Bruce Morrison » The Muslim World Expands, 1300–1700

The Muslim World Expands, 1300–1700

Three great Muslim powers—the Ottoman, Safavid, and Mughal empires—emerge between 1300 and 1600. By 1700 all three were in decline.


Section 1: The Ottomans Build a Vast Empire

Section 2: Cultural Blending Case Study: The Safavid Empire

Section 3: The Mughal Empire in India


Section 1: The Ottomans Build a Vast Empire

The Ottomans establish a Muslim empire that combine many cultures and lasted for more than 600 years.


Turks Move into Byzantium


Turkish Warriors

  • Many Turks live in Anatolia, on edge of Byzantine Empire
  • Many see themselves asghazis—warriors who fight for Islam


Osman Establishes a State

  • From 1300 to 1326, Osman, successful ghazi, builds state in Anatolia
  • Europeans call him Othman and followersOttomans
  • Ottomans win battles because they use muskets and cannons
  • Successors expand state through alliances and land buying


Osman Establishes a State

  • Orkhan, Osman’s son, declares himselfsultan—overlord
  • In 1361, Turks conquer Adrianople
  • Ottomans rule fairly over conquered peoples


Timur the Lame Halts Expansion

  • Timur the Lame—Tamerlane—rises to power in Central Asia
  • Timur defeats Ottomans in 1402, burning Baghdad


Powerful Sultans Spur Dramatic Expansion


Murad II

  • Murad II begins expansion


Mehmed II Conquers Constantinople

  • Murad’s son, Mehmed II, conquers Constantinople in 1453
  • Opens city to Jews, Christians, and Muslims and rebuilds


Ottomans Take Islam’s Holy Cities

  • In 1512, Selim the Grim, Mehmed’s grandson, comes to power
  • He defeats Persian Safavids and pushes into North Africa
  • Conquers Mecca, Medina, and Cairo: important Muslim cities


Suleyman the Lawgiver


A Great Ruler

  • Suleyman the Lawgiver, Selim’s son, rules from 1520 to 1566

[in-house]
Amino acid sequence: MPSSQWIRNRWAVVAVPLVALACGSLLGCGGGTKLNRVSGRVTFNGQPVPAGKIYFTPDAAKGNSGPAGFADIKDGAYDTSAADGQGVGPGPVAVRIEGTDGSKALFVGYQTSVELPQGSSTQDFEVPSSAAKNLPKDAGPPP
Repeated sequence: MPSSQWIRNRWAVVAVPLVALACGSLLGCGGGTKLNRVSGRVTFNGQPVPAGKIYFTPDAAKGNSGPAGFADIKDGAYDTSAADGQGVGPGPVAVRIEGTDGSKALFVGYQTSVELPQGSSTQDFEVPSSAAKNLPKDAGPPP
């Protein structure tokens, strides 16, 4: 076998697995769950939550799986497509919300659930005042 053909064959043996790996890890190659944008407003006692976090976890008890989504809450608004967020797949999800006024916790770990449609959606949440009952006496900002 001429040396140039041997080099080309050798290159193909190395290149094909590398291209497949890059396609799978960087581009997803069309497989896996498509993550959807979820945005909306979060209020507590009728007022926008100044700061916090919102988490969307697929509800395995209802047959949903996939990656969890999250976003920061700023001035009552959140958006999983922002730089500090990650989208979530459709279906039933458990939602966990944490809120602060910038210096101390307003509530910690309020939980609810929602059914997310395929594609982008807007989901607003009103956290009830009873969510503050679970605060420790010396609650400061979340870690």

The Empire Reaches Its Limits

  • Suleyman conquers Belgrade (1521) and Rhodes (1522)
  • Ottomans control eastern Mediterranean
  • Turks take North African coastline, control inland trade routes
  • Suleyman’s forces advance to Vienna
  • By 1526, Ottoman Empire is the largest in the world


Highly Structured Social Organization

  • Suleyman creates law code, reduces bureaucracy, simplifies taxation
  • Army usesdevshirme—drafts boys from conquered lands
  • Trains 30,000 elite soldiers—janissaries—loyal only to the sultan
  • Jews and Christians allowed to practice own religion


Cultural Flowering

  • Suleyman’s broad interests lead to flourishing of arts, learning
  • Sinan, brilliant architect, designs magnificent Mosque of Suleyman


The Empire Declines Slowly


Gradual Fall

  • Suleyman kills one son and exiles another
  • Third son inherits throne but rules weakly
  • Later sultans kill their brothers and leave their sons uneducated
  • Long line of weak sultans leads to empire’s eventual fall


Section 2: Cultural Blending Case Study: The Safavid Empire

The Safavid Empire produce a rich and complex blended culture in Persia.


Patterns of Cultural Blending


Cultural Blending in Persia

  • Between 16th and 18th centuries a Shi’ite Muslim dynasty ruled Persia
  • Safavid Empire—Shi’ite Muslim dynasty from 16th to 18th centuries


Causes of Cultural Blending

  • Changes occur through migration, conquest, trade, or religion


Results of Cultural Blending

  • Changes in language, religion, government, use of technology
  • Racial and ethnic blending, intermarriage
  • Cultural styles adapted into arts and architecture


    • The Safavids Build an Empire


Safavid Origins

  • Begins as religious order named for founder
  • Safavids concentrate on building powerful military


Isma’il Conquers Persia

  • Fourteen-year-oldIsma’ilconquers Iran by 1451